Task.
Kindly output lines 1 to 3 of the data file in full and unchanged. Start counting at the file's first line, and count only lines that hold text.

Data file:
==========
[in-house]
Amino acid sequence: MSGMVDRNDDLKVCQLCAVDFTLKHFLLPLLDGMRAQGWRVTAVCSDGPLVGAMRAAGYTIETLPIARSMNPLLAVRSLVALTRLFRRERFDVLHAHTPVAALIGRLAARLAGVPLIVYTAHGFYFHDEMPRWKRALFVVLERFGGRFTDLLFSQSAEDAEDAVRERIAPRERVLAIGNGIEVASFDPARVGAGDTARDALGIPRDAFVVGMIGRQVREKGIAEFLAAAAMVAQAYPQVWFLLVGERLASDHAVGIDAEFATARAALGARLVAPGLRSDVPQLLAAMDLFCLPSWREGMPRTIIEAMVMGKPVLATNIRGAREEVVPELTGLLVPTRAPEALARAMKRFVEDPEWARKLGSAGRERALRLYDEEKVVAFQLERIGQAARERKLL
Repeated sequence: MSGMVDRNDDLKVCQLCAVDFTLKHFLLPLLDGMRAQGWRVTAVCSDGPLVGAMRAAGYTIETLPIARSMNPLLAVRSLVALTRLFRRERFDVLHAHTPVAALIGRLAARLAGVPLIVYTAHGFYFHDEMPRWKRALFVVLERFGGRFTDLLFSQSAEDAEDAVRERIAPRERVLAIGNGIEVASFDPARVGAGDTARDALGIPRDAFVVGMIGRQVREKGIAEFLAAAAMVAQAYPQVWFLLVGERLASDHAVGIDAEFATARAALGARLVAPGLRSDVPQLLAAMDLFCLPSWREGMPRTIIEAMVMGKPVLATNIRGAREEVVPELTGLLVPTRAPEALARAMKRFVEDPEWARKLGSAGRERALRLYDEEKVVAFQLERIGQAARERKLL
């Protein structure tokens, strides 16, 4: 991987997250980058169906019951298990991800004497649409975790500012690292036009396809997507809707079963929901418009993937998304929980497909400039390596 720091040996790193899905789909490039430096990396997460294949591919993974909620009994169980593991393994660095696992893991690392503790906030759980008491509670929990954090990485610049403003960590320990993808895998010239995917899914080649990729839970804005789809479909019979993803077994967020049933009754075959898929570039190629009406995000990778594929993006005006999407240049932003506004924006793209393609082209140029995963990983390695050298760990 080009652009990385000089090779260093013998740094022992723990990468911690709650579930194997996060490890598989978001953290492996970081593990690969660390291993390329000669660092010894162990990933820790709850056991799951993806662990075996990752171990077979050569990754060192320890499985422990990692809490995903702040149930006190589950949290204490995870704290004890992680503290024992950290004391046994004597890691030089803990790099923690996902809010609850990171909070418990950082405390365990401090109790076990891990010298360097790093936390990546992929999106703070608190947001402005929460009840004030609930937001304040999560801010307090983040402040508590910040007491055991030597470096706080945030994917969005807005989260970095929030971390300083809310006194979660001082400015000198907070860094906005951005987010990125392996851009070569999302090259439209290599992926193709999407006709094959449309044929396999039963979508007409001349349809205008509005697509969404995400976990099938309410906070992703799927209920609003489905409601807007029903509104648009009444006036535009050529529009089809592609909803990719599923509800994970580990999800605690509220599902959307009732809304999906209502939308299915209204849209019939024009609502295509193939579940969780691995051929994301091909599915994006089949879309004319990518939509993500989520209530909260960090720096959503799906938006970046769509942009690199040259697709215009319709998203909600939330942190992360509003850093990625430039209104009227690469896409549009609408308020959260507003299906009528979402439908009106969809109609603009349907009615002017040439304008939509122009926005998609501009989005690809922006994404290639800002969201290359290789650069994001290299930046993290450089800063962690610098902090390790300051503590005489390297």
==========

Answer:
[in-house]
Amino acid sequence: MSGMVDRNDDLKVCQLCAVDFTLKHFLLPLLDGMRAQGWRVTAVCSDGPLVGAMRAAGYTIETLPIARSMNPLLAVRSLVALTRLFRRERFDVLHAHTPVAALIGRLAARLAGVPLIVYTAHGFYFHDEMPRWKRALFVVLERFGGRFTDLLFSQSAEDAEDAVRERIAPRERVLAIGNGIEVASFDPARVGAGDTARDALGIPRDAFVVGMIGRQVREKGIAEFLAAAAMVAQAYPQVWFLLVGERLASDHAVGIDAEFATARAALGARLVAPGLRSDVPQLLAAMDLFCLPSWREGMPRTIIEAMVMGKPVLATNIRGAREEVVPELTGLLVPTRAPEALARAMKRFVEDPEWARKLGSAGRERALRLYDEEKVVAFQLERIGQAARERKLL
Repeated sequence: MSGMVDRNDDLKVCQLCAVDFTLKHFLLPLLDGMRAQGWRVTAVCSDGPLVGAMRAAGYTIETLPIARSMNPLLAVRSLVALTRLFRRERFDVLHAHTPVAALIGRLAARLAGVPLIVYTAHGFYFHDEMPRWKRALFVVLERFGGRFTDLLFSQSAEDAEDAVRERIAPRERVLAIGNGIEVASFDPARVGAGDTARDALGIPRDAFVVGMIGRQVREKGIAEFLAAAAMVAQAYPQVWFLLVGERLASDHAVGIDAEFATARAALGARLVAPGLRSDVPQLLAAMDLFCLPSWREGMPRTIIEAMVMGKPVLATNIRGAREEVVPELTGLLVPTRAPEALARAMKRFVEDPEWARKLGSAGRERALRLYDEEKVVAFQLERIGQAARERKLL